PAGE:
• continued examination of important biogeochemical cycles including emphasis on understanding the sources, sinks and processes which control the atmospheric abundance and distribution of carbon, water and other nutrient elements;

  • development of improved computer systems and numerical models, smart instrumentation, and collaboratories which will allow new discoveries, greater access to atmospheric data, and improved understanding of the atmospheric environment which will be supported as part of the ITR initiative;

  • support for new environmental modeling that employ data assimilation and innovative mathematic and statistical techniques to improve predictions of fundamental atmospheric and Earth system processes; and

  • continued support of the U.S. Weather Research Program, the National Space Weather Program, disciplinary research and cooperative international science programs.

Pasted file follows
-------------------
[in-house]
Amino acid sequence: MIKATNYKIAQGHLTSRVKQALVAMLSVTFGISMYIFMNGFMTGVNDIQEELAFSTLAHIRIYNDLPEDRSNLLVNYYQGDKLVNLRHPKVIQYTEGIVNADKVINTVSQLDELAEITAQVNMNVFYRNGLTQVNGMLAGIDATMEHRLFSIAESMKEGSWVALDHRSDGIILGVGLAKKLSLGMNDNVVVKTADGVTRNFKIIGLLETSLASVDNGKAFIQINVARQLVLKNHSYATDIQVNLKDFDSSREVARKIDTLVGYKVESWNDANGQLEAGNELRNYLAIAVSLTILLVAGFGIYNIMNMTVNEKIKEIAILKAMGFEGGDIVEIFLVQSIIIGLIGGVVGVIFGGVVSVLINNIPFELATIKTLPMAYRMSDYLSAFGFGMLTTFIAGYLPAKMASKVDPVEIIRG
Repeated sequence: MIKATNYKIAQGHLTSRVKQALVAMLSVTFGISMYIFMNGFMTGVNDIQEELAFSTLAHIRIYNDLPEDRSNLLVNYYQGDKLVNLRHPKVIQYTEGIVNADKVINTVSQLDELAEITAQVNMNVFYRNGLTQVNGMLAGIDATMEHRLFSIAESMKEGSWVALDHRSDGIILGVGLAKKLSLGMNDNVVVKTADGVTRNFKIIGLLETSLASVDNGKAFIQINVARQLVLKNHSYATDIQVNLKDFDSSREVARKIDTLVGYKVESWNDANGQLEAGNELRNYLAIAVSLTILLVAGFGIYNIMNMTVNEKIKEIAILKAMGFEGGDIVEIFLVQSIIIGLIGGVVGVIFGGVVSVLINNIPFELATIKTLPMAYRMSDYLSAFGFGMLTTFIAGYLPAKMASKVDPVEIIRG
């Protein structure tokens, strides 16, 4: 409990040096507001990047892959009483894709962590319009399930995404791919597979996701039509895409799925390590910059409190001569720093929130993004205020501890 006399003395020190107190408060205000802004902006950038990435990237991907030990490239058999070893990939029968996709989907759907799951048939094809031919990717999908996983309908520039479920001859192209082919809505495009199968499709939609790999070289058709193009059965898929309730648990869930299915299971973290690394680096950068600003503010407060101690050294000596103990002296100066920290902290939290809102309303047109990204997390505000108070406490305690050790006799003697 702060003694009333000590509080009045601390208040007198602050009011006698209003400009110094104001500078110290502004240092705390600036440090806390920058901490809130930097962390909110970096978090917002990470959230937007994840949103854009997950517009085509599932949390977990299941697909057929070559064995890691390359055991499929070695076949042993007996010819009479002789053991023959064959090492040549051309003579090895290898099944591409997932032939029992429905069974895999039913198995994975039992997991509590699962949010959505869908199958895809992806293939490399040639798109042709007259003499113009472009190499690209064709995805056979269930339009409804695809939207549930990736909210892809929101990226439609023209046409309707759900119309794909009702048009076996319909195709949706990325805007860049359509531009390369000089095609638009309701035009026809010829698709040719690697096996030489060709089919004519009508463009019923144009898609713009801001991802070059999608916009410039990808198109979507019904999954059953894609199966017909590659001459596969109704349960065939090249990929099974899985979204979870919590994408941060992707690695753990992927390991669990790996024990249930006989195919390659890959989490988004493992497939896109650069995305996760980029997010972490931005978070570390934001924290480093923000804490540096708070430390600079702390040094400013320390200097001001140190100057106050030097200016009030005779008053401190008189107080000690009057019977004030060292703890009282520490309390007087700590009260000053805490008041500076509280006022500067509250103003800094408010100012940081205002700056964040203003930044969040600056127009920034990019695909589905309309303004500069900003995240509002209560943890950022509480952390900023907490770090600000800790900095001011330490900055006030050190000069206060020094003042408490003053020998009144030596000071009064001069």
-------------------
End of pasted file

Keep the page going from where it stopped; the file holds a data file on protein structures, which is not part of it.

FY 2002 support for the National Center for Atmospheric Research (NCAR) totals $70.63 million. During FY 2002 NCAR will focus on: 1) research in the atmospheric and related sciences, including climate system modeling and the operation of the computation facilities for the Climate Simulation Laboratory; 2) the U.S. Weather Research Program and the National Space Weather Program, which aim to achieve a better understanding and improved predictive capability of costly and disruptive storms on Earth and in space; and 3) continued support and development of new and improved observational and computational capabilities.